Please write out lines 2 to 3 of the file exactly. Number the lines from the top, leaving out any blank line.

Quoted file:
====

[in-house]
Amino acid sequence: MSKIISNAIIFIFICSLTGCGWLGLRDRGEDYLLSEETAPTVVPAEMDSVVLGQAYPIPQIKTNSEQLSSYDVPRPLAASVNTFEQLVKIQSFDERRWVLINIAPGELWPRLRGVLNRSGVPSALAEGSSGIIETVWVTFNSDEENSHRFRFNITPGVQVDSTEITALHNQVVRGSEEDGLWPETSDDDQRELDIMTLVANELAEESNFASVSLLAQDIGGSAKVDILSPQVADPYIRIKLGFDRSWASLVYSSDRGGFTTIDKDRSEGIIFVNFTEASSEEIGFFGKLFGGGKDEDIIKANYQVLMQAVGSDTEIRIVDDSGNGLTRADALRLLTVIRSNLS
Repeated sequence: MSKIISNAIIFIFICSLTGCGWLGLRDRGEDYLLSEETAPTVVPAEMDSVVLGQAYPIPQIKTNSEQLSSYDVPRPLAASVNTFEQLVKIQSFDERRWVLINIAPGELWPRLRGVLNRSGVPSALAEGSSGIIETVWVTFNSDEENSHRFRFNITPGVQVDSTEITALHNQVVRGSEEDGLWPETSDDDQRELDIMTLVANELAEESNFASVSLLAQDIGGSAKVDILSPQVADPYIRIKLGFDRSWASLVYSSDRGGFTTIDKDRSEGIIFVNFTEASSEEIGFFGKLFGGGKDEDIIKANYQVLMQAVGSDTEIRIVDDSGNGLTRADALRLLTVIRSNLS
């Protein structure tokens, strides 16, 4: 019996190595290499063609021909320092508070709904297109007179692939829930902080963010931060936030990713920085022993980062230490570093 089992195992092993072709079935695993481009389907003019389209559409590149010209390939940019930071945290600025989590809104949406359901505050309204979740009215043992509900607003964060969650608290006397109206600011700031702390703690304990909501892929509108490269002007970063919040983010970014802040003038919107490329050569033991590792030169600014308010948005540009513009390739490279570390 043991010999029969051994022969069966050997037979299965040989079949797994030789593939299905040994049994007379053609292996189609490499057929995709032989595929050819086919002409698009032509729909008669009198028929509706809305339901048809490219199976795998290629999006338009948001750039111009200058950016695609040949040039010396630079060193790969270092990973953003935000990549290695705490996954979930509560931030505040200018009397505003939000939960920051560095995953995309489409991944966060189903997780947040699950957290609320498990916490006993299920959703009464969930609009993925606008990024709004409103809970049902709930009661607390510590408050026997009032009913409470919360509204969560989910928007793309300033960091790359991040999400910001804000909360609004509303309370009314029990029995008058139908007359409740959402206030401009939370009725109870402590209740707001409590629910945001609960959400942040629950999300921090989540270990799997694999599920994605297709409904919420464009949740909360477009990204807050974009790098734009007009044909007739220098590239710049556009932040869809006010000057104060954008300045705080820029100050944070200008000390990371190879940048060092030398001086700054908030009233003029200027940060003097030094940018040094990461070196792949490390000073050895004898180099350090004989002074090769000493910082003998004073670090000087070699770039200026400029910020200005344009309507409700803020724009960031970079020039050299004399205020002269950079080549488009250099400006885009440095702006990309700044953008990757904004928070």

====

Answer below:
Amino acid sequence: MSKIISNAIIFIFICSLTGCGWLGLRDRGEDYLLSEETAPTVVPAEMDSVVLGQAYPIPQIKTNSEQLSSYDVPRPLAASVNTFEQLVKIQSFDERRWVLINIAPGELWPRLRGVLNRSGVPSALAEGSSGIIETVWVTFNSDEENSHRFRFNITPGVQVDSTEITALHNQVVRGSEEDGLWPETSDDDQRELDIMTLVANELAEESNFASVSLLAQDIGGSAKVDILSPQVADPYIRIKLGFDRSWASLVYSSDRGGFTTIDKDRSEGIIFVNFTEASSEEIGFFGKLFGGGKDEDIIKANYQVLMQAVGSDTEIRIVDDSGNGLTRADALRLLTVIRSNLS
Repeated sequence: MSKIISNAIIFIFICSLTGCGWLGLRDRGEDYLLSEETAPTVVPAEMDSVVLGQAYPIPQIKTNSEQLSSYDVPRPLAASVNTFEQLVKIQSFDERRWVLINIAPGELWPRLRGVLNRSGVPSALAEGSSGIIETVWVTFNSDEENSHRFRFNITPGVQVDSTEITALHNQVVRGSEEDGLWPETSDDDQRELDIMTLVANELAEESNFASVSLLAQDIGGSAKVDILSPQVADPYIRIKLGFDRSWASLVYSSDRGGFTTIDKDRSEGIIFVNFTEASSEEIGFFGKLFGGGKDEDIIKANYQVLMQAVGSDTEIRIVDDSGNGLTRADALRLLTVIRSNLS